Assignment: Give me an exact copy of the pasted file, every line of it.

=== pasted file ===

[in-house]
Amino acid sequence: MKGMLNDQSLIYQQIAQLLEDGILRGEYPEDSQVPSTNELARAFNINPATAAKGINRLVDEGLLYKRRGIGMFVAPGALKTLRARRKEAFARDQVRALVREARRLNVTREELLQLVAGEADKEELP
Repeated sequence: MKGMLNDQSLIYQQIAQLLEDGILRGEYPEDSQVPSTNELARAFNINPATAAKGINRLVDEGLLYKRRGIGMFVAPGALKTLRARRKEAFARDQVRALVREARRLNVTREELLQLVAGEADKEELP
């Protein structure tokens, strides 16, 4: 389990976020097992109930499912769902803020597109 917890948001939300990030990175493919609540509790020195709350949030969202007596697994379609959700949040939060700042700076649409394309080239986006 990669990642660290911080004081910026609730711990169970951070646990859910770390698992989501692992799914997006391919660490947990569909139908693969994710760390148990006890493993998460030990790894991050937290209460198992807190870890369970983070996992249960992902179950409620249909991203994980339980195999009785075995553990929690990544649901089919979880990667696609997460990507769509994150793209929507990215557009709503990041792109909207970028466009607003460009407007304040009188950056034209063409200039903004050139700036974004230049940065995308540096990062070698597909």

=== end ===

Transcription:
[in-house]
Amino acid sequence: MKGMLNDQSLIYQQIAQLLEDGILRGEYPEDSQVPSTNELARAFNINPATAAKGINRLVDEGLLYKRRGIGMFVAPGALKTLRARRKEAFARDQVRALVREARRLNVTREELLQLVAGEADKEELP
Repeated sequence: MKGMLNDQSLIYQQIAQLLEDGILRGEYPEDSQVPSTNELARAFNINPATAAKGINRLVDEGLLYKRRGIGMFVAPGALKTLRARRKEAFARDQVRALVREARRLNVTREELLQLVAGEADKEELP
């Protein structure tokens, strides 16, 4: 389990976020097992109930499912769902803020597109 917890948001939300990030990175493919609540509790020195709350949030969202007596697994379609959700949040939060700042700076649409394309080239986006 990669990642660290911080004081910026609730711990169970951070646990859910770390698992989501692992799914997006391919660490947990569909139908693969994710760390148990006890493993998460030990790894991050937290209460198992807190870890369970983070996992249960992902179950409620249909991203994980339980195999009785075995553990929690990544649901089919979880990667696609997460990507769509994150793209929507990215557009709503990041792109909207970028466009607003460009407007304040009188950056034209063409200039903004050139700036974004230049940065995308540096990062070698597909």